Winter 2014 – Substance Use Among Physicians and Medical Students

Substance Use Among Physicians and Medical Students.
 
Catalina I. Dumitrascu1*, Philip Z. Mannes2, Lena J. Gamble3, Jeffrey A. Selzer4
 
Author Affiliations:
1Creighton University School of Medicine, Omaha, NE, USA.
2Dartmouth College, Hanover, NH, USA.
3National Institutes of Health, Department of Perioperative Medicine, Bethesda, MD, USA.
4Committee for Physician Health, Albany, NY, USA.
 

 
Full Text Article PDF
 
Corresponding author: Catalina I. Dumitrascu, BS, MS; catalinadumitrascu[at]creighton.edu
 

Key Words: Substance-related disorders; Alcohol abuse; Physician Health Programs.
 
Abstract:
Background: Physicians and medical students whose substance use causes impairment pose a risk to both themselves and their patients. Drug abuse is a documented problem in physicians, however few studies have investigated the rates of drug abuse in medical students. While treatment plans may be tailored for both students and attending physicians, there is often a reluctance to refer one’s self or a colleague due to a variety of reasons related to fear of repercussions, belief the problem has already been addressed, failure to recognize, or ignorance. This review provides a brief background on common signs and symptoms of potential abuse and resources available to doctors in training at various stages of their career, along with providing a clear picture of the literature as it pertains to physician and medical student substance abuse.
Methods: Extensive search of the literature utilized physical and electronic resources available at the National Institutes of Health Library and the National Library of Medicine with search results limited to the topics of physician or medical student substance use, substance abuse, impairment, and treatment.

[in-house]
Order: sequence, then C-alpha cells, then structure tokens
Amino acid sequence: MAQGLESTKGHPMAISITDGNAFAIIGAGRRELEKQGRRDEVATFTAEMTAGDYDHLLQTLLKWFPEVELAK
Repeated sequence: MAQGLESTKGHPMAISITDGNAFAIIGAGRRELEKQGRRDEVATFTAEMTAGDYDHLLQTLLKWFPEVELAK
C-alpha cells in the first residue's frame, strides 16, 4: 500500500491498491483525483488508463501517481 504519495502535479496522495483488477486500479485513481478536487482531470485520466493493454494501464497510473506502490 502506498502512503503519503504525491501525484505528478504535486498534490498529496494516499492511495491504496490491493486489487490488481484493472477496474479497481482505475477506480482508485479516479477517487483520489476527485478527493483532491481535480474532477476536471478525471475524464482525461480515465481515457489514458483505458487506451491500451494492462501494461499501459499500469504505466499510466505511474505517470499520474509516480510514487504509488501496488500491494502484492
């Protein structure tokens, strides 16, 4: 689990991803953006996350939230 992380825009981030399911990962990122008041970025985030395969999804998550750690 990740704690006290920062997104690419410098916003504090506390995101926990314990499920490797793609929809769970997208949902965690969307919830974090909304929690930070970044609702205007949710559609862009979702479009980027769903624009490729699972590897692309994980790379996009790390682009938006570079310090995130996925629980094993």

Results: Sparse recent data regarding physician and medical student substance abuse are available. Studies completed two decades ago demonstrate that drug abuse was a significant problem for doctors and medical students at that time.
Conclusion: Due to outdated, and/or incomplete data on substance abuse in physicians and especially medical students, it is difficult to report the current extent of substance abuse in these groups. Nonetheless, it is important to recognize substance abuse in these populations and promote referral to substance abuse programs. Early rehabilitation and treatment improves both career and patient outcomes. This study highly suggests the need for up to date information regarding substance abuse in the medical community so that appropriate resources can be developed and effectively utilized.

 
Published: January 1, 2014
 
Senior Editor: Kevin C. Patterson
 
Junior Editor: Caela Hesano
 
DOI: Pending
 
Citation:
Dumitrascu CI, Mannes PZ, Gamble LJ, Selzer JA. Substance Use Among Physicians and Medical Students. Medical Student Research Journal. 2014;3(Winter):26-35.
 
 
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Kevin Patterson

Executive Editor
Kevin Charles Patterson is a fourth year medical student at Michigan State University’s College of Human Medicine. He is in his eighth year at MSU after graduating with a B.S. in Human Biology and a B.S. in Microbiology, both in 2010. He is considering a career in internal medicine with a combined scientist training program in residency; after residency, his plans include the possibility of a fellowship and the ultimate goal of practicing academic medicine. Editor Note (2013-14): Kevin graduated, matched, and is a resident in Internal Medicine at Ohio State University Wexner Medical Center.